Early October now, still a few fine clumps of heather but the moors mostly taking on the dead colours of winter. An exploration of the reedy shallows at the south-west corner of the loch is always worthwhile, often there are many ducks, geese and swans on the water here.
Later, driving back from Wick in the evening, the frost warning light came on for the first time – definitely a sign of winter – and a near-full moon illuminated patches of drifting mist over sodden fields of oats and barley. Farmers will be praying for some good drying winds.
HOPEFULLY someone will come with me later this year for a kayak trip down the Thurso at Dirlot. It’s quite a fast, rocky stretch and not something I’d attempt on my own. But the Dirlot gorge is always worth a visit on foot, the scenery here is quite different from most of River Thurso’s meandering through green fields and gentle moorland.
You can’t escape the Causewaymire wind farm though, soon to be extended and added to at Halsary. As you cycle, or walk, out along the road to Loch More you see the moors and hills ahead, the river below. Maybe you hear the grouse or the golden plover, the distant roaring of stags in rut.
Perhaps an angler is casting for salmon. The scents are of peat and heather and bog myrtle. The true big Caithness sky. Turn round... and your view is dominated by a mass of wretched turning turbines. You can try and cut them out, look at the river, the flowers, listen to the bees… but the whole landscape has been devalued, all the way from Loch More to Westerdale.
And that’s just the beginning. Some 40 giant turbines are proposed in the forests to the north of this road — or rather, over the top of and in place of the forests, they will be 10 times the height of the trees which will be just a little green fuzz in comparison.
Dirlot itself, well, those turbines are still there in the background but at least the roar of the river, funnelling through the gorge, dominates. There is a rocky outcrop, quite a scramble, which once housed a small castle overlooking the river.
A footbridge across the gorge provides a very fine viewpoint of this scenery of rock and autumn rowan and rushing brown and white water. I look at the river and the appeal of kayaking downstream rather fades. You have to get your angle just right or be swept onto that very prominent rock... There’s a lot to be said for enjoying rivers safely from the bank.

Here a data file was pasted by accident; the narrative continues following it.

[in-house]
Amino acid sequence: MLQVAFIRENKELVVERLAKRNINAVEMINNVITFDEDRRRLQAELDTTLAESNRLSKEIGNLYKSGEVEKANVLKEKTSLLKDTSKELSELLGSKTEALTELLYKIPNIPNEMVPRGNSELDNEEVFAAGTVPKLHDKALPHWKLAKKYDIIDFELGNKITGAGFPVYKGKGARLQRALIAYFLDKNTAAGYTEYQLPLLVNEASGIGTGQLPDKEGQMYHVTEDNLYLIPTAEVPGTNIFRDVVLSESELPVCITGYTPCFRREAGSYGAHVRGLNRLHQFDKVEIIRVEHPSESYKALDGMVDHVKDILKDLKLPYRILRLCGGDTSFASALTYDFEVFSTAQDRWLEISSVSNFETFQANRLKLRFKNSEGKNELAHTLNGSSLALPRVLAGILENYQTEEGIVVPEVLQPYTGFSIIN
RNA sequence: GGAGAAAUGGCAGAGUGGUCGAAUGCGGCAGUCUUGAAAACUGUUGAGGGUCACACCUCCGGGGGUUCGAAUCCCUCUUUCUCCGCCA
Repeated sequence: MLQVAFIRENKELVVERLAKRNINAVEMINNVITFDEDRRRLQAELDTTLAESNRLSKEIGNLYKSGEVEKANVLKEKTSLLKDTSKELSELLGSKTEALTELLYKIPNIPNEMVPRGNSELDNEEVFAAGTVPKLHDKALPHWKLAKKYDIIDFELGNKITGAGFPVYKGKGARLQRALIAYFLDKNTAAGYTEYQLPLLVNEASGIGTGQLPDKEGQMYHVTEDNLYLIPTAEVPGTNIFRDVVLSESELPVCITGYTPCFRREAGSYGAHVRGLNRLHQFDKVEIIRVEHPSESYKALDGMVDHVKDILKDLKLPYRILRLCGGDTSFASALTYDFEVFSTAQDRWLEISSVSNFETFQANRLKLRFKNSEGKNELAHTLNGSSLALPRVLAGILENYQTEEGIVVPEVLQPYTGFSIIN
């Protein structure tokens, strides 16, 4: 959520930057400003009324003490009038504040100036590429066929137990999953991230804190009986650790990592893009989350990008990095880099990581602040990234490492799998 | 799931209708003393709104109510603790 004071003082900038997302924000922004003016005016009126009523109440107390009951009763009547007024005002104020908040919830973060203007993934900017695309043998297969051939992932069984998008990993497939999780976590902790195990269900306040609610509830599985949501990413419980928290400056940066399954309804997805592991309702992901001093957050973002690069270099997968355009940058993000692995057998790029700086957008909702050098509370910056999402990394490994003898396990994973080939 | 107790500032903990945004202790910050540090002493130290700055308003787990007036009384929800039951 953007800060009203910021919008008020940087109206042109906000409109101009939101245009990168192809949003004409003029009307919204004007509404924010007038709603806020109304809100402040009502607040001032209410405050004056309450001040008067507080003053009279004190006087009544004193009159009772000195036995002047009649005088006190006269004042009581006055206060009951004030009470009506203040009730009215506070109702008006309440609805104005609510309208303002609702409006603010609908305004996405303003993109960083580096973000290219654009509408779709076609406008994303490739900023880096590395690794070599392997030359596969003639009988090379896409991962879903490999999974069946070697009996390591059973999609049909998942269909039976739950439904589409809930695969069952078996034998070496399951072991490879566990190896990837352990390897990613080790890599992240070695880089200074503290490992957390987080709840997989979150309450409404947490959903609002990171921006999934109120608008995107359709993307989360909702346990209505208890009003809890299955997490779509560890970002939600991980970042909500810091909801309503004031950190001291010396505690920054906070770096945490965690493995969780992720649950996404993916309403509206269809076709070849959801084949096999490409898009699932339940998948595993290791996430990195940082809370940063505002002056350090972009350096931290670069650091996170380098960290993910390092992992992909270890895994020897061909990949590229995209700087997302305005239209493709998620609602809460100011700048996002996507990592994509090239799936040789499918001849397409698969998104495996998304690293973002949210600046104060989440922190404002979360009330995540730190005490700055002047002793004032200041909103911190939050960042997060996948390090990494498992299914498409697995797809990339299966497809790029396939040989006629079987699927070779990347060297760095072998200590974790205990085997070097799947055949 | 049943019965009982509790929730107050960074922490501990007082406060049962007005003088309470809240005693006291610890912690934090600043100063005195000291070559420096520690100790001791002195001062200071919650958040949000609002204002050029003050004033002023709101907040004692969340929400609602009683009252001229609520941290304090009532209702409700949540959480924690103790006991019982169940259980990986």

So what will Caithness be like in a few years’ time? I can guarantee that one day the doctrinaire pro-wind farm position of the Scottish Government will simply collapse in the face of economics. Scotland simply can’t survive with the most expensive and unreliable electricity in Europe when everyone else uses cheap nuclear, fracking-gas and even coal.
The subsidies will be withdrawn and not one more windmill will go up.
Half of those already existing will prove too expensive to run. A few parts of the county will still be spared, where the landowner simply did not want windmills and managed to resist the financial temptations.
A few other places will have been refused permission, largely as tokens. Some landowners will simply have never got round to it. But, on the whole, these things will be everywhere. Small, medium, large, giant.
The county will be an industrialised mess. No view will escape, the "big sky" will have gone for good. And so will many birds, small birds and golden plovers and lapwings and snipe killed by the farm turbines while geese, buzzards and swans are knocked out of the sky by the big wind farms.
Stone tracks and substations and power lines will be everywhere.
Ordinary people who don’t have land will be paying crippling energy bills to keep already-agreed subsidies flowing. Scotland will be bankrupting itself to import electricity on the calm, cold, winter days.
Why could we not have simply kept Caithness, and indeed the rest of the north of Scotland, as a world-class tourist destination instead of killing the goose which laid the golden eggs?